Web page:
Santiago, Chile, Jan 16, 2018 / 11:30 am
As Pope Francis began his visit to Chile, a Vatican spokesman has voiced "maximum respect" for the rights of protesters continuing their three-year opposition to a bishop's appointment, but the Pope will not meet with them.
The subject of the protests, Bishop Juan Barros Madrid of Osorno, has repeated explanations that he did not know his longtime friend Father Fernando Karadima was a sexual abuser, despite the claims of protesters alleging that Barros helped cover up Karadima's abuse.
"I never knew anything about, nor ever imagined the serious abuses which that priest committed against the victims," Bishop Barros told the Associated Press. "I have never approved of nor participated in such serious dishonest acts and I have never been convicted by any tribunal of such things."
In January 2015 the Pope named Bishop Barros to head the Diocese of Osorno in southern Chile. The appointment drew objections and a call for his resignation from several priests. Dozens of protesters, including non-Catholics, attempted to disrupt his March 21, 2015 installation Mass at the Osorno cathedral.
Days later, Archbishop Fernando Chomali Garib of Concepcion said that Pope Francis had told him that there was "no objective reason at all" that the bishop should not be installed. The pontiff had been kept up-to-date on the situation.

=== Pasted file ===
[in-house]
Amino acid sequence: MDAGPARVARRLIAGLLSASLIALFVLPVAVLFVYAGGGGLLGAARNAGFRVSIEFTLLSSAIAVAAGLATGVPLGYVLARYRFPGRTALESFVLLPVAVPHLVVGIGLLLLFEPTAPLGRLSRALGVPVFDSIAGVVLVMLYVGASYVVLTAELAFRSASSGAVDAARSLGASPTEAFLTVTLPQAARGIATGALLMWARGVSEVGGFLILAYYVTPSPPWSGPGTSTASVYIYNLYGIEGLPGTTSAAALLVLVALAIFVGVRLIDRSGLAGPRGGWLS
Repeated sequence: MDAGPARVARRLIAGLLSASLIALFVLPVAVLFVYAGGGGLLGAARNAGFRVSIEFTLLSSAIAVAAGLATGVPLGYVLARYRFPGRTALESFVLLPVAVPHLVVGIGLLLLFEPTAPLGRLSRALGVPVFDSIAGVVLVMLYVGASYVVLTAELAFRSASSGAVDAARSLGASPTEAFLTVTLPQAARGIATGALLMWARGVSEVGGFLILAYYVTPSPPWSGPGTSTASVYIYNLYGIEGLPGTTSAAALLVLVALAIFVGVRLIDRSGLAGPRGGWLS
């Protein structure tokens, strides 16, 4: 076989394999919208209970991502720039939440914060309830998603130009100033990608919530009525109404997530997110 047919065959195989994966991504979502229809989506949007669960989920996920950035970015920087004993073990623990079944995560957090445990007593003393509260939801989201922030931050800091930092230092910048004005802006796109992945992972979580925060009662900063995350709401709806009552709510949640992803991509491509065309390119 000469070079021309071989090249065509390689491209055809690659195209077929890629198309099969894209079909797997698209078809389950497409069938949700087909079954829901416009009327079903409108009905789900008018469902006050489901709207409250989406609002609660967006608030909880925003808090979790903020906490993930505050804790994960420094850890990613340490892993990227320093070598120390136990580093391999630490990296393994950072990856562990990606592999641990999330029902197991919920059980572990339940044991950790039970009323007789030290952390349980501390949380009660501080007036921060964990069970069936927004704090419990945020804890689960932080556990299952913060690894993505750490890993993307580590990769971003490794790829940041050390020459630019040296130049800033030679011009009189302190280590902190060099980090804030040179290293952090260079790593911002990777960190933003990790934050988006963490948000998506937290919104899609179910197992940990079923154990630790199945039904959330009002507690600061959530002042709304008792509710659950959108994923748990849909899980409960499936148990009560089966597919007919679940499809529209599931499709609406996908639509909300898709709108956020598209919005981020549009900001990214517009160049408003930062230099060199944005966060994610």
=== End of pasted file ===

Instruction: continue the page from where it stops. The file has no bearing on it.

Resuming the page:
On March 31, 2015, the Vatican's Congregation for Bishops also released a statement, saying that the office had "carefully examined the prelate's candidature and did not find objective reasons to preclude the appointment."
The then-apostolic nuncio to Chile, Archbishop Ivo Scapolo, said that all information about Barros was passed on to Pope Francis. Most of the people in the church were not protesters, but "people who love their bishop," the nuncio said.
Decades previously, Bishop Barros had been a close friend to Father Fernando Karadima, an influential Santiago-area priest who fostered the vocations of about 40 priests, including Barros.
When reports of sexual abuse and other scandal surrounding Karadima surfaced, Bishop Barros was among the prelates who did not believe the accusations. A civil lawsuit against the priest was dismissed on the grounds that his alleged behavior was beyond the statute of limitations.
In February 2011, however, the Congregation for the Doctrine of the Faith finished its investigation with the conclusion that the priest was guilty. At the age of 84, Karadima was sent to a life of solitude and prayer.
Bishop Barros said he had already been distancing himself from the priest before allegations surfaced, because he had become "ill-tempered."
"The pain of the victims hurts me enormously, I pray for those that carry this pain with them today," he said in a 2015 letter to the faithful of the Diocese of Osorno ahead of his installation.
On May 6, 2015, five months after Barros was appointed to lead the Diocese of Osorno, Deacon Jaime Coiro, general secretary of the Chilean episcopal conference, told Pope Francis that the Church in Osorno "is praying and suffering for you."
"Osorno suffers, yes," Pope Francis said, "for silliness."